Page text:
Sunday, September 18, 2016

Millennials, 2000 and the Climate Crisis

I don't pretend to understand Millennials.  I don't even know why they are called Millennials since most of them were born in the 20th century.  But I do remember the millennial year of 2000.

According to various recent articles, Millennials don't have sex, and they don't like breakfast cereal because it involves too much clean-up.   Other items are more explicable in this economy--they typically don't own a home, half aren't married, a lot live in their parents' home and they have a lot of pets.  And a lot of them think this society and its political system are really screwed up.

I may not understand Millennials altogether but I do know what it's like to be young and notice news stories about millions of suffering refugees next to articles about the latest high fashion excess.  I come from the Generation Gap generation and I remember when society didn't understand us and was actively hostile, as well as the anger and the change in worldview when aspects of society having to do with wealth and power, race and class, the facade and the reality that the conventional wisdom ignores were revealed to me.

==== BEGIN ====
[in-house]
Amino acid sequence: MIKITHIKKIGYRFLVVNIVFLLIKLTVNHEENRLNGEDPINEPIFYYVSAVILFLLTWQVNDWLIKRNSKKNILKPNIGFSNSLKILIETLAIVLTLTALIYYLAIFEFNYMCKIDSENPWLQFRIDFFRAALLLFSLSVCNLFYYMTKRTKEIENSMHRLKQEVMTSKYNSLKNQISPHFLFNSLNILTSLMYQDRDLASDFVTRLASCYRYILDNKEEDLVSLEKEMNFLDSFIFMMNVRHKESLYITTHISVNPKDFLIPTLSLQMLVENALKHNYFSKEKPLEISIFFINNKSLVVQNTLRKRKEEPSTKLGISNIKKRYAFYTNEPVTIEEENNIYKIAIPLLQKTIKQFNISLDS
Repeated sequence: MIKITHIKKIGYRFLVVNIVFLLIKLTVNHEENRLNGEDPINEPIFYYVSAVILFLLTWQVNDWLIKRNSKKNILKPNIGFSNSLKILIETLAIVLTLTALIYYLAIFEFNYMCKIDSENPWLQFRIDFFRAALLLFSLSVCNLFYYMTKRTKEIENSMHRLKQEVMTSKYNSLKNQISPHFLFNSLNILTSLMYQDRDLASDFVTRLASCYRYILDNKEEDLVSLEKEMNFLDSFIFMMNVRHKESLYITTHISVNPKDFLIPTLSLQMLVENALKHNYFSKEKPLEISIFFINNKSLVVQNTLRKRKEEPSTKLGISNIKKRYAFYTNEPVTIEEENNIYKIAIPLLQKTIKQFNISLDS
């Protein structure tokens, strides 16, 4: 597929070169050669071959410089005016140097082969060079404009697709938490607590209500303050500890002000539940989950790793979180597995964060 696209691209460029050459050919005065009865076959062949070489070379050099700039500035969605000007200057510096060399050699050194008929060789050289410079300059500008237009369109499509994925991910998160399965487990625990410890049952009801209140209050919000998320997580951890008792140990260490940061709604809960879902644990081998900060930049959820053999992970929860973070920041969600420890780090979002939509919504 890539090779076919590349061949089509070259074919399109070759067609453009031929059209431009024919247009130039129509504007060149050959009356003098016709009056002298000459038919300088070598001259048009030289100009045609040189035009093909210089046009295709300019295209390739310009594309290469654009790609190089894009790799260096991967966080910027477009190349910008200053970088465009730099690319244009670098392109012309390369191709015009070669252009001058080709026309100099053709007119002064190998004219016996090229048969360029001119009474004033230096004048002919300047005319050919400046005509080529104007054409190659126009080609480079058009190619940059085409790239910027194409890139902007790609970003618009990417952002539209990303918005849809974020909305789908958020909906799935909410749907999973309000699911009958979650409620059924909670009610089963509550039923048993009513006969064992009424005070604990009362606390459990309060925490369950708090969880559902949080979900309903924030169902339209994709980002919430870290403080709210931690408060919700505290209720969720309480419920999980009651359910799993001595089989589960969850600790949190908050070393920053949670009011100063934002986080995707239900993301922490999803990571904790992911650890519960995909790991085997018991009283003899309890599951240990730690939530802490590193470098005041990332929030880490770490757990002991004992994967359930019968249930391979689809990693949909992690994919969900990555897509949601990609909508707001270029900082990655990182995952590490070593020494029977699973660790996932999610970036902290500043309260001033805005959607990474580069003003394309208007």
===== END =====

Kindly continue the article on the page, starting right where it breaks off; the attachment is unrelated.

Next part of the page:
Right now Millennials are big news because Democratic political pros who've been analyzing recent presidential preference polls have concluded that Trump is not rising, it's Hillary who is falling and it's primarily because she's losing support from Millennials.

One theory is that Millennials who see the hypocrisy and corruption in the political establishment and pinned their hopes on Bernie may understand that Trump is catastrophe but feel Hillary isn't much better--but were prepared to vote for her if necessary.  When she was getting double digit leads in the polls it may have seemed it wasn't necessary anymore, she was going to win, so they could vote for a third party candidate who seemed closer to their views, or simply as a protest against establishment politicians.

Now the polls have tightened and a concerted effort is beginning to convince them that their votes are needed, that their future hangs in the balance.  Bernie is out campaigning and telling audiences that "this is not the time for a protest vote." Elizabeth Warren is out there now too, making the same case in Ohio.